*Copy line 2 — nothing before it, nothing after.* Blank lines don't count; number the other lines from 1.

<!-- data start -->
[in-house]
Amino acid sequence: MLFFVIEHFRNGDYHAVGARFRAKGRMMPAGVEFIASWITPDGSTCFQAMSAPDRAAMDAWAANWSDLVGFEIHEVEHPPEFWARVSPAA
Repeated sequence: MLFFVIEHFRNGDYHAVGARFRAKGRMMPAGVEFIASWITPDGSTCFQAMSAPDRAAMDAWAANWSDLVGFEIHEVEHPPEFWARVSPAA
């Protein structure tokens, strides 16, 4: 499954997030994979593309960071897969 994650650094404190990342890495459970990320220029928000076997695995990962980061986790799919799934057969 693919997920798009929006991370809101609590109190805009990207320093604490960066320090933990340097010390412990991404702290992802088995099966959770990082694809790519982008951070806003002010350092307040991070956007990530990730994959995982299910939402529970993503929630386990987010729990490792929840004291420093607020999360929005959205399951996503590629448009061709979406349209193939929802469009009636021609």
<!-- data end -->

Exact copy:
Amino acid sequence: MLFFVIEHFRNGDYHAVGARFRAKGRMMPAGVEFIASWITPDGSTCFQAMSAPDRAAMDAWAANWSDLVGFEIHEVEHPPEFWARVSPAA